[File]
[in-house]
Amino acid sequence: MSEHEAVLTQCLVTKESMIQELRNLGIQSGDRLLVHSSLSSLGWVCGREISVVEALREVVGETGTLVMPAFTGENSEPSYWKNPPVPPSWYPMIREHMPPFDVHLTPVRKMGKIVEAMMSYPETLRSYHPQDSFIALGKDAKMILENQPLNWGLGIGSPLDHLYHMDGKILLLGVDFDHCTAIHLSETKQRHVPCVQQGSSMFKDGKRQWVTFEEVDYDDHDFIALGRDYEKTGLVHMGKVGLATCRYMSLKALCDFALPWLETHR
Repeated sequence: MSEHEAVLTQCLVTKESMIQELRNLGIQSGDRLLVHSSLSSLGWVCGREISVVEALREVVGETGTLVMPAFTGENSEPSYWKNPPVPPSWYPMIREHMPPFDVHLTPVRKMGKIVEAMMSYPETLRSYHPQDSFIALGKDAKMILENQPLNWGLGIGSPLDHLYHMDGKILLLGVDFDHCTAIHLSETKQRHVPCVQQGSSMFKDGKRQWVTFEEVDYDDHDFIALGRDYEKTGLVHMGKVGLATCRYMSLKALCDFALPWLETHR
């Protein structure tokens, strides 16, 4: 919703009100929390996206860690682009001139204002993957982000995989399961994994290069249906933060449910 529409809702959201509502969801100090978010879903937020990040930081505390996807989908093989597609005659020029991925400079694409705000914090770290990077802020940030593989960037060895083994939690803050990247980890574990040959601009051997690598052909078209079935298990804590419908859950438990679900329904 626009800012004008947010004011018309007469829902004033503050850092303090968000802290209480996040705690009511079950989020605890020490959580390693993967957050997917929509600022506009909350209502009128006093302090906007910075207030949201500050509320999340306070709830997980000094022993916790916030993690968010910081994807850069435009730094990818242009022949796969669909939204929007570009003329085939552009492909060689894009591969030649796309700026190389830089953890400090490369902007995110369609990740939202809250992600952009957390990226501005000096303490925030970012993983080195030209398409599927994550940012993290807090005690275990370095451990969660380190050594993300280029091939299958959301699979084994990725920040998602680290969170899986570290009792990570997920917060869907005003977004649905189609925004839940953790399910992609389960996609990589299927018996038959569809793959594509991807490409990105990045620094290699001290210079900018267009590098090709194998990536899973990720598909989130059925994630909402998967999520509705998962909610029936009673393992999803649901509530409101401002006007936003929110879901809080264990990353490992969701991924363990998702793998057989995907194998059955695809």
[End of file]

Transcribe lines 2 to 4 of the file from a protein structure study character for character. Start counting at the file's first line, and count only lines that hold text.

Amino acid sequence: MSEHEAVLTQCLVTKESMIQELRNLGIQSGDRLLVHSSLSSLGWVCGREISVVEALREVVGETGTLVMPAFTGENSEPSYWKNPPVPPSWYPMIREHMPPFDVHLTPVRKMGKIVEAMMSYPETLRSYHPQDSFIALGKDAKMILENQPLNWGLGIGSPLDHLYHMDGKILLLGVDFDHCTAIHLSETKQRHVPCVQQGSSMFKDGKRQWVTFEEVDYDDHDFIALGRDYEKTGLVHMGKVGLATCRYMSLKALCDFALPWLETHR
Repeated sequence: MSEHEAVLTQCLVTKESMIQELRNLGIQSGDRLLVHSSLSSLGWVCGREISVVEALREVVGETGTLVMPAFTGENSEPSYWKNPPVPPSWYPMIREHMPPFDVHLTPVRKMGKIVEAMMSYPETLRSYHPQDSFIALGKDAKMILENQPLNWGLGIGSPLDHLYHMDGKILLLGVDFDHCTAIHLSETKQRHVPCVQQGSSMFKDGKRQWVTFEEVDYDDHDFIALGRDYEKTGLVHMGKVGLATCRYMSLKALCDFALPWLETHR
């Protein structure tokens, strides 16, 4: 919703009100929390996206860690682009001139204002993957982000995989399961994994290069249906933060449910 529409809702959201509502969801100090978010879903937020990040930081505390996807989908093989597609005659020029991925400079694409705000914090770290990077802020940030593989960037060895083994939690803050990247980890574990040959601009051997690598052909078209079935298990804590419908859950438990679900329904 626009800012004008947010004011018309007469829902004033503050850092303090968000802290209480996040705690009511079950989020605890020490959580390693993967957050997917929509600022506009909350209502009128006093302090906007910075207030949201500050509320999340306070709830997980000094022993916790916030993690968010910081994807850069435009730094990818242009022949796969669909939204929007570009003329085939552009492909060689894009591969030649796309700026190389830089953890400090490369902007995110369609990740939202809250992600952009957390990226501005000096303490925030970012993983080195030209398409599927994550940012993290807090005690275990370095451990969660380190050594993300280029091939299958959301699979084994990725920040998602680290969170899986570290009792990570997920917060869907005003977004649905189609925004839940953790399910992609389960996609990589299927018996038959569809793959594509991807490409990105990045620094290699001290210079900018267009590098090709194998990536899973990720598909989130059925994630909402998967999520509705998962909610029936009673393992999803649901509530409101401002006007936003929110879901809080264990990353490992969701991924363990998702793998057989995907194998059955695809």